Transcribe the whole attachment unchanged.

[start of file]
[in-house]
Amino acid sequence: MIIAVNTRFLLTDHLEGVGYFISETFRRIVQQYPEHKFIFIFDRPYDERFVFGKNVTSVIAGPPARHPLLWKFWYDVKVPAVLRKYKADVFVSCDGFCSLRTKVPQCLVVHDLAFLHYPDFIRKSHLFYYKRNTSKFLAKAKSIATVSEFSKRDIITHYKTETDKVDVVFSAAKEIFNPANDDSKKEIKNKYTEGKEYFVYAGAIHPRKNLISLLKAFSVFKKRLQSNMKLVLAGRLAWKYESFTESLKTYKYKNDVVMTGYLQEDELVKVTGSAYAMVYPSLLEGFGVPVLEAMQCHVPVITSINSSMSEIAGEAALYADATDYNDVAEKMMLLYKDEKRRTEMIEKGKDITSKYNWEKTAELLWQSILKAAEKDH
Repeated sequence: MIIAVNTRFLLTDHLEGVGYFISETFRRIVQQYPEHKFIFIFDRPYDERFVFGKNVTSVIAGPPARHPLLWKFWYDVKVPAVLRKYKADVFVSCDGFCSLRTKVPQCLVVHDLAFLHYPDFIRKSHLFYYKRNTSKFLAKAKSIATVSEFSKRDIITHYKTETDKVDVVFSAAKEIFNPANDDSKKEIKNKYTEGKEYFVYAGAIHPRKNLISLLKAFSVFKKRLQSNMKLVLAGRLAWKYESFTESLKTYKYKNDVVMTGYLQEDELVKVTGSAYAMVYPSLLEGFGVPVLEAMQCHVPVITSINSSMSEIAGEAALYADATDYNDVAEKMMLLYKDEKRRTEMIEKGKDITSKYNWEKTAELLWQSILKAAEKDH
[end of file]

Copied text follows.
[in-house]
Amino acid sequence: MIIAVNTRFLLTDHLEGVGYFISETFRRIVQQYPEHKFIFIFDRPYDERFVFGKNVTSVIAGPPARHPLLWKFWYDVKVPAVLRKYKADVFVSCDGFCSLRTKVPQCLVVHDLAFLHYPDFIRKSHLFYYKRNTSKFLAKAKSIATVSEFSKRDIITHYKTETDKVDVVFSAAKEIFNPANDDSKKEIKNKYTEGKEYFVYAGAIHPRKNLISLLKAFSVFKKRLQSNMKLVLAGRLAWKYESFTESLKTYKYKNDVVMTGYLQEDELVKVTGSAYAMVYPSLLEGFGVPVLEAMQCHVPVITSINSSMSEIAGEAALYADATDYNDVAEKMMLLYKDEKRRTEMIEKGKDITSKYNWEKTAELLWQSILKAAEKDH
Repeated sequence: MIIAVNTRFLLTDHLEGVGYFISETFRRIVQQYPEHKFIFIFDRPYDERFVFGKNVTSVIAGPPARHPLLWKFWYDVKVPAVLRKYKADVFVSCDGFCSLRTKVPQCLVVHDLAFLHYPDFIRKSHLFYYKRNTSKFLAKAKSIATVSEFSKRDIITHYKTETDKVDVVFSAAKEIFNPANDDSKKEIKNKYTEGKEYFVYAGAIHPRKNLISLLKAFSVFKKRLQSNMKLVLAGRLAWKYESFTESLKTYKYKNDVVMTGYLQEDELVKVTGSAYAMVYPSLLEGFGVPVLEAMQCHVPVITSINSSMSEIAGEAALYADATDYNDVAEKMMLLYKDEKRRTEMIEKGKDITSKYNWEKTAELLWQSILKAAEKDH